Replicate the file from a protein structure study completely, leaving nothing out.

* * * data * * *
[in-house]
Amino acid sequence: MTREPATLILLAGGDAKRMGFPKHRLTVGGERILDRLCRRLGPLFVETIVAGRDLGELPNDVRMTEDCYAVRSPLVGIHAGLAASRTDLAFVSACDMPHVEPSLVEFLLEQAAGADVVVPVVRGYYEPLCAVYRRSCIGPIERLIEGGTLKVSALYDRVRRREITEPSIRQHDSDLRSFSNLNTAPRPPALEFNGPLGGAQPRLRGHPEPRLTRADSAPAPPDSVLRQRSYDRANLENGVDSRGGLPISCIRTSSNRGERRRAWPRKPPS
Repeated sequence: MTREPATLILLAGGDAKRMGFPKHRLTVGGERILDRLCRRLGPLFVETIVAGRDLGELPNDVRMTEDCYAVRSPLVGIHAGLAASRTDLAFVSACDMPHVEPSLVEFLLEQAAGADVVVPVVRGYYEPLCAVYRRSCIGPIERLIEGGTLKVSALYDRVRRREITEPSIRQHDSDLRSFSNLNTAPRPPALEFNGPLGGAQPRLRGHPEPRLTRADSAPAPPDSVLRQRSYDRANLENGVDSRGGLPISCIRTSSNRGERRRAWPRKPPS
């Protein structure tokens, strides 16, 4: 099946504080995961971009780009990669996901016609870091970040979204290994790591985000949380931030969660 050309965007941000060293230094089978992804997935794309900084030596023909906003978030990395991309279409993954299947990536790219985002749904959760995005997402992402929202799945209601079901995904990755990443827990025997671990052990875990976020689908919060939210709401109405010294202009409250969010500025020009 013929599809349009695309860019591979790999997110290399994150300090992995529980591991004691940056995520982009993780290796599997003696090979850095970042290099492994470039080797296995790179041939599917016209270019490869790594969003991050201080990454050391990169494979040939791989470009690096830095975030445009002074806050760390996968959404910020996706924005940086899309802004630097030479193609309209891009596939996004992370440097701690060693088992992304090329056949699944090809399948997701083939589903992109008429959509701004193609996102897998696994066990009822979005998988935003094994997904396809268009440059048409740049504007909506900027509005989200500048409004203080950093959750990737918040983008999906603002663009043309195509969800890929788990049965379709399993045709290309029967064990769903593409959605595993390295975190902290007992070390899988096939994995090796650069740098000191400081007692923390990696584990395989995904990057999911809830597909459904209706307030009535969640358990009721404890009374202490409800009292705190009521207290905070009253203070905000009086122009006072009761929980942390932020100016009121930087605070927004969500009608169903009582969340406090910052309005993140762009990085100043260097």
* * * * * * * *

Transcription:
[in-house]
Amino acid sequence: MTREPATLILLAGGDAKRMGFPKHRLTVGGERILDRLCRRLGPLFVETIVAGRDLGELPNDVRMTEDCYAVRSPLVGIHAGLAASRTDLAFVSACDMPHVEPSLVEFLLEQAAGADVVVPVVRGYYEPLCAVYRRSCIGPIERLIEGGTLKVSALYDRVRRREITEPSIRQHDSDLRSFSNLNTAPRPPALEFNGPLGGAQPRLRGHPEPRLTRADSAPAPPDSVLRQRSYDRANLENGVDSRGGLPISCIRTSSNRGERRRAWPRKPPS
Repeated sequence: MTREPATLILLAGGDAKRMGFPKHRLTVGGERILDRLCRRLGPLFVETIVAGRDLGELPNDVRMTEDCYAVRSPLVGIHAGLAASRTDLAFVSACDMPHVEPSLVEFLLEQAAGADVVVPVVRGYYEPLCAVYRRSCIGPIERLIEGGTLKVSALYDRVRRREITEPSIRQHDSDLRSFSNLNTAPRPPALEFNGPLGGAQPRLRGHPEPRLTRADSAPAPPDSVLRQRSYDRANLENGVDSRGGLPISCIRTSSNRGERRRAWPRKPPS
């Protein structure tokens, strides 16, 4: 099946504080995961971009780009990669996901016609870091970040979204290994790591985000949380931030969660 050309965007941000060293230094089978992804997935794309900084030596023909906003978030990395991309279409993954299947990536790219985002749904959760995005997402992402929202799945209601079901995904990755990443827990025997671990052990875990976020689908919060939210709401109405010294202009409250969010500025020009 013929599809349009695309860019591979790999997110290399994150300090992995529980591991004691940056995520982009993780290796599997003696090979850095970042290099492994470039080797296995790179041939599917016209270019490869790594969003991050201080990454050391990169494979040939791989470009690096830095975030445009002074806050760390996968959404910020996706924005940086899309802004630097030479193609309209891009596939996004992370440097701690060693088992992304090329056949699944090809399948997701083939589903992109008429959509701004193609996102897998696994066990009822979005998988935003094994997904396809268009440059048409740049504007909506900027509005989200500048409004203080950093959750990737918040983008999906603002663009043309195509969800890929788990049965379709399993045709290309029967064990769903593409959605595993390295975190902290007992070390899988096939994995090796650069740098000191400081007692923390990696584990395989995904990057999911809830597909459904209706307030009535969640358990009721404890009374202490409800009292705190009521207290905070009253203070905000009086122009006072009761929980942390932020100016009121930087605070927004969500009608169903009582969340406090910052309005993140762009990085100043260097």